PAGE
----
Keep in mind the inflation target is 2% per annum and not zero. The goal next year (two years after the pandemic) is for consumer prices to be around 4% above the pre-pandemic prices, not back to pre-pandemic prices.

October 3, 2021
8:34 pm
Loonie
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Some people did lose their houses when interest rates spiked in the late '80s or thereabouts. Since then, the stress test for getting a mortgage has tightened a fair bit so that it is harder for people to get into such a predicament. I advise first home buyers to lock in their rate for the first five years to avoid surprises during the period when they are probably most stretched and need predictability.

October 3, 2021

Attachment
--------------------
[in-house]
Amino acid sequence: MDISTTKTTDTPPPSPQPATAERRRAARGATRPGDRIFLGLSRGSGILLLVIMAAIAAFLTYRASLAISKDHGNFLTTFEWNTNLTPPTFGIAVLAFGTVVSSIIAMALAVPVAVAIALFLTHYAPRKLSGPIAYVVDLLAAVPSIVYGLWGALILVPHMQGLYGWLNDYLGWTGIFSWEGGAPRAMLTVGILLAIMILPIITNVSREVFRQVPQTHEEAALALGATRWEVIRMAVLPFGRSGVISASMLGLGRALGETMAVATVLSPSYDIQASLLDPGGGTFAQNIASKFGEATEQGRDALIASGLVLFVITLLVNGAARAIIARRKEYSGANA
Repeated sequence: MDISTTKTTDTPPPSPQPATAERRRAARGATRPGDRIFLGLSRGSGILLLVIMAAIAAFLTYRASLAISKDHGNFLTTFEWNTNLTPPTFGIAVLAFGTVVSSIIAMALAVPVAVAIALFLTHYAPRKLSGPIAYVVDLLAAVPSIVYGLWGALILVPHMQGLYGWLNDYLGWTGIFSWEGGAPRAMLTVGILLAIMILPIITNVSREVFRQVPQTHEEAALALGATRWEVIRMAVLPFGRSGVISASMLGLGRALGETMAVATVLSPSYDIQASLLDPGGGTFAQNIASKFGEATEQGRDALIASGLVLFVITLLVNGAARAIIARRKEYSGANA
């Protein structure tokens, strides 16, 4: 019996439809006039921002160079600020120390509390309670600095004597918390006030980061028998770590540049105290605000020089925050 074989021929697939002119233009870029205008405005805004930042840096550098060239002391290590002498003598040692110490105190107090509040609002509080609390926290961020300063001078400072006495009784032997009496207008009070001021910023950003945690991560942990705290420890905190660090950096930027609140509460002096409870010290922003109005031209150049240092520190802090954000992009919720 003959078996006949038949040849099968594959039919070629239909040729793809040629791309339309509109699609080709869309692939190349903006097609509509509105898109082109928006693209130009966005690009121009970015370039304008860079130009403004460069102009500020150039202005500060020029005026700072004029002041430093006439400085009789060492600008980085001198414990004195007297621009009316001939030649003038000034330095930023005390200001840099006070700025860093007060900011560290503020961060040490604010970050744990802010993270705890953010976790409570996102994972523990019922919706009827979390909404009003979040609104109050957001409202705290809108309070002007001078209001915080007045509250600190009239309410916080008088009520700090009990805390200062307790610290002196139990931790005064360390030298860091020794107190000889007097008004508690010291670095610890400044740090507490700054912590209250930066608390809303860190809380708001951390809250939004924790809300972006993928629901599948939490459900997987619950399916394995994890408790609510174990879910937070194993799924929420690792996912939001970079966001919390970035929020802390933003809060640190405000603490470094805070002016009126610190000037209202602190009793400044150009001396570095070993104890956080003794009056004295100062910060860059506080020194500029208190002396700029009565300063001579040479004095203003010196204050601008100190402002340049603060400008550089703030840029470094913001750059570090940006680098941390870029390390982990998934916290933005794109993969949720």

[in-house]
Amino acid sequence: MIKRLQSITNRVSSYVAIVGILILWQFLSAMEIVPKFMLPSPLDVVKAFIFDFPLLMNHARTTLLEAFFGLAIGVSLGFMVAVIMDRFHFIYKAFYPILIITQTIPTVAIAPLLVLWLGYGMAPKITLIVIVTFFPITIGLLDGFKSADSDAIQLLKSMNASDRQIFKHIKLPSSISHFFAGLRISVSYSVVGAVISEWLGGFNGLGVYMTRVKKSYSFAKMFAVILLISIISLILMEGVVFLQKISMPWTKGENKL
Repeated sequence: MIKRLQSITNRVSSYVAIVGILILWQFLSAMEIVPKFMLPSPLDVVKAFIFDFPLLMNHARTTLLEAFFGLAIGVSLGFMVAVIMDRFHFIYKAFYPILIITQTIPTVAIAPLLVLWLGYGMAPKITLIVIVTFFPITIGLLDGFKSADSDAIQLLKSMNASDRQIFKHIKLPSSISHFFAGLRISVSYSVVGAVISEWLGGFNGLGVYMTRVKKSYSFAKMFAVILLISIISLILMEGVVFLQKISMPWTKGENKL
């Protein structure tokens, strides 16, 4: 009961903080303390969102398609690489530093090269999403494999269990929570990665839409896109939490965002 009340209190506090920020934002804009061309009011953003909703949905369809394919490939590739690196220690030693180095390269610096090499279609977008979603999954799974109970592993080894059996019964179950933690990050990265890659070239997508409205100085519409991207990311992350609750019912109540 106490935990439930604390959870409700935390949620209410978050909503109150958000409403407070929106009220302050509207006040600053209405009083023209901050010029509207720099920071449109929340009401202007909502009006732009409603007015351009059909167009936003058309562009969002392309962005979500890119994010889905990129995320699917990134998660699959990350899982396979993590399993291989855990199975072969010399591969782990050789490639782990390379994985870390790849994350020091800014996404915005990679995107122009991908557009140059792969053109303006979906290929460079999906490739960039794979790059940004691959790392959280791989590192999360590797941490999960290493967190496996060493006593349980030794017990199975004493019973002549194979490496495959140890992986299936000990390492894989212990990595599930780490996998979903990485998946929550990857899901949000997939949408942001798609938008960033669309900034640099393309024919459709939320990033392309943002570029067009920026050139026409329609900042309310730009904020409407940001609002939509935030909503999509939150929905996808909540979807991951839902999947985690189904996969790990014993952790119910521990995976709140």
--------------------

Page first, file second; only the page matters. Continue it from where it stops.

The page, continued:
9:13 pm
Norman1
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The mortgage stress test currently requires passing using a mortgage rate of the higher of (a) 5¼% or (b) 2% + actual rate.

So, mortgage borrowers should be good for at least eight hikes of ¼% each.

October 4, 2021
5:54 am
mordko
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Mortgage borrowers who struggle to meet the requirements of the stress test can always get a mortgage without one, eg from private lenders.

October 4, 2021
10:22 am
Vatox
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Hopefully inflation subsides but I think inflation control is more critical than dangers from interest rate hikes. We will see this month, as September CPI will be reported on October 20 and an interest rate policy announcement is on October 27.